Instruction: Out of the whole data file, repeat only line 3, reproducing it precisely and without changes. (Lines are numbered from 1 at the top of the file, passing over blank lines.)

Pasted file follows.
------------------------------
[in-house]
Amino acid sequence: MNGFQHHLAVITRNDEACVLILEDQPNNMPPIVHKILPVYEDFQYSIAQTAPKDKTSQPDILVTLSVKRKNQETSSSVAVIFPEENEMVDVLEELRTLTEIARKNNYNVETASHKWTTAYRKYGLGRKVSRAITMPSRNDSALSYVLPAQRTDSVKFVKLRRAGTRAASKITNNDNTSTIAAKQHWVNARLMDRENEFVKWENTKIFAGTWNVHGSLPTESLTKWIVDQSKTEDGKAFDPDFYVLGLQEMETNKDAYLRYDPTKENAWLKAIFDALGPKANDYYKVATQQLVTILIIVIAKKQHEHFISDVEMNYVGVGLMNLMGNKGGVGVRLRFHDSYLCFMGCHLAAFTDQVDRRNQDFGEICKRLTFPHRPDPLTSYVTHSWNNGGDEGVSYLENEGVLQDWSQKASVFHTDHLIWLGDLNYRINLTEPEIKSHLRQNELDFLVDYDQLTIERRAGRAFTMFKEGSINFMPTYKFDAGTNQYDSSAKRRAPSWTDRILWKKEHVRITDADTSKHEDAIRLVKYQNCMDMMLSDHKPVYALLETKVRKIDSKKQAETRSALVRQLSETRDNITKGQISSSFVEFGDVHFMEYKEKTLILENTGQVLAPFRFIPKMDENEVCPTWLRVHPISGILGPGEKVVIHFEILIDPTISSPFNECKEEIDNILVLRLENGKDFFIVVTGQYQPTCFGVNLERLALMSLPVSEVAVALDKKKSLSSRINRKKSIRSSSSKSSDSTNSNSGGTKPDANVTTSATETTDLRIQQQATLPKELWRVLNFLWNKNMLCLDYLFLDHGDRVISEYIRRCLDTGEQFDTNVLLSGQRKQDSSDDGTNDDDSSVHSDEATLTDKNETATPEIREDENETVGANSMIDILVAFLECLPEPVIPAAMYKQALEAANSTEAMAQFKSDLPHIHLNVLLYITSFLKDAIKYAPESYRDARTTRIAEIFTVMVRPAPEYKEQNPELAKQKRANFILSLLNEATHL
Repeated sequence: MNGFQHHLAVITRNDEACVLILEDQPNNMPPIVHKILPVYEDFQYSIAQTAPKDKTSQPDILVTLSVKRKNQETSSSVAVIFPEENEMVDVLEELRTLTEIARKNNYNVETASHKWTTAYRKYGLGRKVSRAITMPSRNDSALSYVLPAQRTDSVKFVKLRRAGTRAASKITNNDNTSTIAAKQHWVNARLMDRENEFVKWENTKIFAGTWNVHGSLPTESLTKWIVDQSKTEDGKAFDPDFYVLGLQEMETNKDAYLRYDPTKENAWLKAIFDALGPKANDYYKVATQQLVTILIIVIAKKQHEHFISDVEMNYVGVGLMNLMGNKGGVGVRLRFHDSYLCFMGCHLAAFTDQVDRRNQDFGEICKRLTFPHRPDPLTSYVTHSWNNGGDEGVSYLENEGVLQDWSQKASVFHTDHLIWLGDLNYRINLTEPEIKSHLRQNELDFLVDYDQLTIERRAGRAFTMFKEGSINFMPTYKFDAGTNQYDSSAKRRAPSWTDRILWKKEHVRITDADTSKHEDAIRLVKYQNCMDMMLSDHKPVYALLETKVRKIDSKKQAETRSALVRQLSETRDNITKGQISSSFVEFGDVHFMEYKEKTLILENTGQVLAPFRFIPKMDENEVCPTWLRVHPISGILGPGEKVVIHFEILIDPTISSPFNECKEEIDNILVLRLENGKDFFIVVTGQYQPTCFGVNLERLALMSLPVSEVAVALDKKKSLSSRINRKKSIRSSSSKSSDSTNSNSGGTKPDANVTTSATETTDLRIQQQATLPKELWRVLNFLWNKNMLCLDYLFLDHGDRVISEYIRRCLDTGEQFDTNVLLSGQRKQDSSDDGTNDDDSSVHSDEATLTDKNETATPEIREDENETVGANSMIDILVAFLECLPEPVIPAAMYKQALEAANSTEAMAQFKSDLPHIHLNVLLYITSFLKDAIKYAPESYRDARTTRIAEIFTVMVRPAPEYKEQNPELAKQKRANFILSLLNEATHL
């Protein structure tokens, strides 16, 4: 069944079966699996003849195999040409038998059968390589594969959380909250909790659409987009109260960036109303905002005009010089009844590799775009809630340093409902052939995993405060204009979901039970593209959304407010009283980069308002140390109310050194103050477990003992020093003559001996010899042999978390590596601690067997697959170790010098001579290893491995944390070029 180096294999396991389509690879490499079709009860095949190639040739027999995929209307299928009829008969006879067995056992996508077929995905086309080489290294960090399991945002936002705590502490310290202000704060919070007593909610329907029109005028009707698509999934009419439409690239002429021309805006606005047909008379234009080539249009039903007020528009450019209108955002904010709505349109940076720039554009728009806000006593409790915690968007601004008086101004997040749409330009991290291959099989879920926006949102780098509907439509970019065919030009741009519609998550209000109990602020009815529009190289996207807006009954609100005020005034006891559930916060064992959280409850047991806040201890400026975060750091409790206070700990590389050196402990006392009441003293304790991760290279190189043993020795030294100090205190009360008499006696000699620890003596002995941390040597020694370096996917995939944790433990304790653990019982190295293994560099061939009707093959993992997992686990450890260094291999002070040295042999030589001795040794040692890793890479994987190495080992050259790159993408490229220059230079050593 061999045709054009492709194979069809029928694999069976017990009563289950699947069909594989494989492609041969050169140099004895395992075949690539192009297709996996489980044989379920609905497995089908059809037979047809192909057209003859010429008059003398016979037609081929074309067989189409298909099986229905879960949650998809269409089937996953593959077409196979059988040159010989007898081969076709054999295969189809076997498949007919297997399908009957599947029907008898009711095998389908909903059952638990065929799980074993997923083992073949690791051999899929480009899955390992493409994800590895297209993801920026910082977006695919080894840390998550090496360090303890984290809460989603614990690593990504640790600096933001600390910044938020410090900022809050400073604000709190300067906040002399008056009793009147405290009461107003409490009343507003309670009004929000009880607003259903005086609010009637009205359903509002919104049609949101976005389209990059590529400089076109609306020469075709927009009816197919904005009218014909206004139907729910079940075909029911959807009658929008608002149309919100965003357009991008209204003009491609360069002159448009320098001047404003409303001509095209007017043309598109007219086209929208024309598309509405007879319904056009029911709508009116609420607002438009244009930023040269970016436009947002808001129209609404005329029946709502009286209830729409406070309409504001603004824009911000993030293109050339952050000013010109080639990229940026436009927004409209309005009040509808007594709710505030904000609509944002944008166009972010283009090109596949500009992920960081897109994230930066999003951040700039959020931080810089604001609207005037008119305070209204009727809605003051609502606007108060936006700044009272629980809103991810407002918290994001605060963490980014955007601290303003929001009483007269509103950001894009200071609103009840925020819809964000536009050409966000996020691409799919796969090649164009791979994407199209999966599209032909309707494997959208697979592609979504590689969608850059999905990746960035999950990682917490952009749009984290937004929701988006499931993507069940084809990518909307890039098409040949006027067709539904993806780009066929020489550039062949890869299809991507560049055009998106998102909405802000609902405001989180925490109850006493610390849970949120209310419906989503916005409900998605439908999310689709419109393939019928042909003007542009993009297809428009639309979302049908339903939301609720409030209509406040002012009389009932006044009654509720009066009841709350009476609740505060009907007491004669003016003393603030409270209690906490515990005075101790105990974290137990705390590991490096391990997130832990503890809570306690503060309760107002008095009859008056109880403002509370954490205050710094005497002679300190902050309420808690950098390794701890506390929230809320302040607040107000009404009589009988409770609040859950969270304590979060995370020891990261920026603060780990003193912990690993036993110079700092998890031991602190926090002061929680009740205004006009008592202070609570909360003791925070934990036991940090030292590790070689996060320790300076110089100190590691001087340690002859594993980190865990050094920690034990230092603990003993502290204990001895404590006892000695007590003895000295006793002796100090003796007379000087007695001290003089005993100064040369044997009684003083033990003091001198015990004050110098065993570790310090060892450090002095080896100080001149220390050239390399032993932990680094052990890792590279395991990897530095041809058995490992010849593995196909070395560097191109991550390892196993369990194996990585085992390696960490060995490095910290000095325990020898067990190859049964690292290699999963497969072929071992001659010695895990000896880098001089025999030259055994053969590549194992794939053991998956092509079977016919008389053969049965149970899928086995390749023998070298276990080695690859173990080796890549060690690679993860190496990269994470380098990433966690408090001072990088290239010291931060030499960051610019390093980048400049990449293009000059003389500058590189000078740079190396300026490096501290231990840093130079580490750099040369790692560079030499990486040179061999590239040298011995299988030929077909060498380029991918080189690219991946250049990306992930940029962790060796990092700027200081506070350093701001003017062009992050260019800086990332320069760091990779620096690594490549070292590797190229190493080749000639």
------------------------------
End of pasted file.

Repeated sequence: MNGFQHHLAVITRNDEACVLILEDQPNNMPPIVHKILPVYEDFQYSIAQTAPKDKTSQPDILVTLSVKRKNQETSSSVAVIFPEENEMVDVLEELRTLTEIARKNNYNVETASHKWTTAYRKYGLGRKVSRAITMPSRNDSALSYVLPAQRTDSVKFVKLRRAGTRAASKITNNDNTSTIAAKQHWVNARLMDRENEFVKWENTKIFAGTWNVHGSLPTESLTKWIVDQSKTEDGKAFDPDFYVLGLQEMETNKDAYLRYDPTKENAWLKAIFDALGPKANDYYKVATQQLVTILIIVIAKKQHEHFISDVEMNYVGVGLMNLMGNKGGVGVRLRFHDSYLCFMGCHLAAFTDQVDRRNQDFGEICKRLTFPHRPDPLTSYVTHSWNNGGDEGVSYLENEGVLQDWSQKASVFHTDHLIWLGDLNYRINLTEPEIKSHLRQNELDFLVDYDQLTIERRAGRAFTMFKEGSINFMPTYKFDAGTNQYDSSAKRRAPSWTDRILWKKEHVRITDADTSKHEDAIRLVKYQNCMDMMLSDHKPVYALLETKVRKIDSKKQAETRSALVRQLSETRDNITKGQISSSFVEFGDVHFMEYKEKTLILENTGQVLAPFRFIPKMDENEVCPTWLRVHPISGILGPGEKVVIHFEILIDPTISSPFNECKEEIDNILVLRLENGKDFFIVVTGQYQPTCFGVNLERLALMSLPVSEVAVALDKKKSLSSRINRKKSIRSSSSKSSDSTNSNSGGTKPDANVTTSATETTDLRIQQQATLPKELWRVLNFLWNKNMLCLDYLFLDHGDRVISEYIRRCLDTGEQFDTNVLLSGQRKQDSSDDGTNDDDSSVHSDEATLTDKNETATPEIREDENETVGANSMIDILVAFLECLPEPVIPAAMYKQALEAANSTEAMAQFKSDLPHIHLNVLLYITSFLKDAIKYAPESYRDARTTRIAEIFTVMVRPAPEYKEQNPELAKQKRANFILSLLNEATHL